|Living La Dolce Vita as a Lay Student in Rome|
|Written by Sherry|
|Friday, 12 March 2010 09:05|
If you have ever considered studying in Rome or just living or spending time in Rome, check out this wonderful resource, Lay Students in Rome.
It is a wonderful collection of the best resources to help you negotiate the sweet, sour, and peculiar realities of life in Rome: transportation, the incredible Italian bureaucracy, funding la dolce vita, finding the last Mass on any given day in the Urbe, etc. The website is the work of Maria Colonna, an American who has studied in Rome since 2004 and really knows the ropes!
If you are still at the dreaming stage or seriously planning, start here.
The other hub for lay students in Rome is the Lay Centre, founded by American Donna Orsuto, in 1984. Here lay students can live and experience Christian community - a surprising but real issue in a heavily clerical and religious town. Lay students, without the backing of a diocese or religious community, have to make their own way there.
We got to visit the Lay Centre briefly back in 2000 and meet Donna Orsuto. She introduced me to the wonders of lemoncello.
If you'd just like to dip your toe into The City, the Lay Centre is offering some really interesting week long seminars this summer (2010) which are inexpensive and can be taken for graduate credit:
Praying With the Saints in Rome
Towards Co-Responsibility of Priests and Laity: Wisdom from the Past, Hope for the Future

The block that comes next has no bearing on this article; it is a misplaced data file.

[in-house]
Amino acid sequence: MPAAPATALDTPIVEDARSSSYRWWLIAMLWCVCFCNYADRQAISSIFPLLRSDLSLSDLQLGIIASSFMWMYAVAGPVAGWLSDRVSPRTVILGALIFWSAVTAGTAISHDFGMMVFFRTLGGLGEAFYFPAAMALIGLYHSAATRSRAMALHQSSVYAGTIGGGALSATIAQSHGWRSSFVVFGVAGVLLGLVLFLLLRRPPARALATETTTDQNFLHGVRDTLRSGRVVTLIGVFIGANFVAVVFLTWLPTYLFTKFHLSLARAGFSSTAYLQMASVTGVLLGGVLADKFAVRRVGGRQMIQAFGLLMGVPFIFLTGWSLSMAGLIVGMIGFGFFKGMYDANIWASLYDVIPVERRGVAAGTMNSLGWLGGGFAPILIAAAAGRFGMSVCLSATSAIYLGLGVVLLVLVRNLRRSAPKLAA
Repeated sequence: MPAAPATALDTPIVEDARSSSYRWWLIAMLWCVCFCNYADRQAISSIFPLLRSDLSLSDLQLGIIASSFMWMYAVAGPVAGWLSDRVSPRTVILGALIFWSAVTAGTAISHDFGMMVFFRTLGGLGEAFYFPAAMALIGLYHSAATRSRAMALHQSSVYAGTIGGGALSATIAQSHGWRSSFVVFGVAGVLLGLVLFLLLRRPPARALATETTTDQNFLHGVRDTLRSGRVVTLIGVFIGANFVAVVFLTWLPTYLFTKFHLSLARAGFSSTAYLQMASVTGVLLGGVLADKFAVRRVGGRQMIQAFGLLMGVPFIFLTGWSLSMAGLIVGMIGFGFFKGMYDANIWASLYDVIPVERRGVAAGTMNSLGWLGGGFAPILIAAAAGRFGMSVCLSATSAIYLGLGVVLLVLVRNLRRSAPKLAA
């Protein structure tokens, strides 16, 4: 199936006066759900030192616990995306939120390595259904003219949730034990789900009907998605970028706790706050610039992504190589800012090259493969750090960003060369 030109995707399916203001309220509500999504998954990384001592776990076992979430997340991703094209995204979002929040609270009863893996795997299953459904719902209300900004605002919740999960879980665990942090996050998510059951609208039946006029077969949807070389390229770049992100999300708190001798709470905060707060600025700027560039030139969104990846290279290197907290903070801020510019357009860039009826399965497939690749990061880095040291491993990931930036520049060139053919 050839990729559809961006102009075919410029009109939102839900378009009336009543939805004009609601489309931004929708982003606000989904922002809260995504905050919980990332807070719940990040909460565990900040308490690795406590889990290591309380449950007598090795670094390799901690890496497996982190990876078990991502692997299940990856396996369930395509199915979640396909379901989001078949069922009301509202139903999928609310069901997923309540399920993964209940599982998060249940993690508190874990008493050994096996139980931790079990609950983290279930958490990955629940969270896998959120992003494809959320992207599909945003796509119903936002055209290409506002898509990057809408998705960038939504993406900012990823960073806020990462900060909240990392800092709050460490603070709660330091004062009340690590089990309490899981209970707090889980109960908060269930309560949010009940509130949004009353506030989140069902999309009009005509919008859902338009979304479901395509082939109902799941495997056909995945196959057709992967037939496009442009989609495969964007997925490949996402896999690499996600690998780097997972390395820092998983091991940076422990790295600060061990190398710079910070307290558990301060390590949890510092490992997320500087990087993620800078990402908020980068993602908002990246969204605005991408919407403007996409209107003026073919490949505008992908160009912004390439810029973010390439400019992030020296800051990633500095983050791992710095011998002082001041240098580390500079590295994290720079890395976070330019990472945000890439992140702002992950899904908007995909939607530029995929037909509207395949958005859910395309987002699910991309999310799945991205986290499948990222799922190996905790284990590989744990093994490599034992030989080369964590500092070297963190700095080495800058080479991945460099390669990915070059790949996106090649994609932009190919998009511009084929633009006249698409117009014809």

The last seminar is particularly interesting to me. As the blurb reads:
“To what extent is the pastoral co-responsibility of all, and particularly of the laity, recognized and encouraged? In past centuries, thanks to the generous witness of all the baptized who spent their life educating the new generations in the faith, healing the sick and going to the aid of the poor, the Christian community proclaimed the Gospel to the inhabitants of Rome. The self-same mission is entrusted to us today, in different situations, in a city in which many of the baptized have strayed from the path of the Church and those who are Christian are unacquainted with beauty of our faith. . . .”
In this year dedicated to the priesthood, it seems appropriate to reflect on the treasures of our tradition which speak to the ways that co-responsibility has been promoted in the past while recognizing, in the words of Benedict XVI, that “[t]here is still a long way to go. Too many of the baptized do not feel part of the ecclesial community and live on its margins, only coming to parishes in certain circumstances to receive religious services. Compared to the number of inhabitants in each parish, the lay people who are ready to work in the various apostolic fields, although they profess to be Catholic, are still few and far between.”
Using Rome as a classroom, this program will offer an historical and theological survey of how laity and ordained have promoted the communion and mission of the Church.
Some key historical figures to be included in the program are St. Paul and his co-workers, St. Justin Martyr, St. Lawrence, St. Gregory the Great, St. Catherine of Siena, St. Bridget of Sweden, St. Frances of Rome, St. Vincent Pallotti and John Henry Newman.
Special attention will be given to the ways co-responsibility is lived today by focusing on some specific examples: the Sant’Egidio Community and other new lay ecclesial movements.
Ah, Rome as a classroom! What a incredible place - in purely human as well as spiritual terms. I can't make it this year but if you do, be sure and let me know what it was like.